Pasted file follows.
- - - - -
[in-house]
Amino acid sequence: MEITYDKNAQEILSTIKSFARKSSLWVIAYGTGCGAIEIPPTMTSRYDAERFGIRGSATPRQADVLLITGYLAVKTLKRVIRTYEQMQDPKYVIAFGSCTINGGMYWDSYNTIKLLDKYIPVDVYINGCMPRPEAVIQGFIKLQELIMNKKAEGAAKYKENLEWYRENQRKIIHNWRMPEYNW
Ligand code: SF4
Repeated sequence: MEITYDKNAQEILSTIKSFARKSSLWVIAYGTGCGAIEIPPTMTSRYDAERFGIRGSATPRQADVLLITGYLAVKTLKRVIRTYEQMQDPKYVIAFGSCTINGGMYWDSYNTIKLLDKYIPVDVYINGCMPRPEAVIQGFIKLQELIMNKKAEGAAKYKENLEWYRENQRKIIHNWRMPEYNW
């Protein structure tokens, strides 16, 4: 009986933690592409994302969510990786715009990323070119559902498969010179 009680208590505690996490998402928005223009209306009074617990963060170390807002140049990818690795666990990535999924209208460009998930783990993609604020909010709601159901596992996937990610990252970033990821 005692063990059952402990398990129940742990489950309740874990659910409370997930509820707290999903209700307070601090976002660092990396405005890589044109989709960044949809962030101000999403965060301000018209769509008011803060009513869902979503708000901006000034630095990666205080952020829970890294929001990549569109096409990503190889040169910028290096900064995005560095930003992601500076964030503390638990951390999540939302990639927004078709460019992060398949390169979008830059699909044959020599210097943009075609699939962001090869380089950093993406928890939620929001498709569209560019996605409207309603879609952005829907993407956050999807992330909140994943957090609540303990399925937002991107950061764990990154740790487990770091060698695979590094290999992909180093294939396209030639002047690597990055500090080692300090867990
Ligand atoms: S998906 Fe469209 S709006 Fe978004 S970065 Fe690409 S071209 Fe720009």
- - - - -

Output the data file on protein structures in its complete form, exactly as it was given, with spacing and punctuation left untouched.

[in-house]
Amino acid sequence: MEITYDKNAQEILSTIKSFARKSSLWVIAYGTGCGAIEIPPTMTSRYDAERFGIRGSATPRQADVLLITGYLAVKTLKRVIRTYEQMQDPKYVIAFGSCTINGGMYWDSYNTIKLLDKYIPVDVYINGCMPRPEAVIQGFIKLQELIMNKKAEGAAKYKENLEWYRENQRKIIHNWRMPEYNW
Ligand code: SF4
Repeated sequence: MEITYDKNAQEILSTIKSFARKSSLWVIAYGTGCGAIEIPPTMTSRYDAERFGIRGSATPRQADVLLITGYLAVKTLKRVIRTYEQMQDPKYVIAFGSCTINGGMYWDSYNTIKLLDKYIPVDVYINGCMPRPEAVIQGFIKLQELIMNKKAEGAAKYKENLEWYRENQRKIIHNWRMPEYNW
């Protein structure tokens, strides 16, 4: 009986933690592409994302969510990786715009990323070119559902498969010179 009680208590505690996490998402928005223009209306009074617990963060170390807002140049990818690795666990990535999924209208460009998930783990993609604020909010709601159901596992996937990610990252970033990821 005692063990059952402990398990129940742990489950309740874990659910409370997930509820707290999903209700307070601090976002660092990396405005890589044109989709960044949809962030101000999403965060301000018209769509008011803060009513869902979503708000901006000034630095990666205080952020829970890294929001990549569109096409990503190889040169910028290096900064995005560095930003992601500076964030503390638990951390999540939302990639927004078709460019992060398949390169979008830059699909044959020599210097943009075609699939962001090869380089950093993406928890939620929001498709569209560019996605409207309603879609952005829907993407956050999807992330909140994943957090609540303990399925937002991107950061764990990154740790487990770091060698695979590094290999992909180093294939396209030639002047690597990055500090080692300090867990
Ligand atoms: S998906 Fe469209 S709006 Fe978004 S970065 Fe690409 S071209 Fe720009």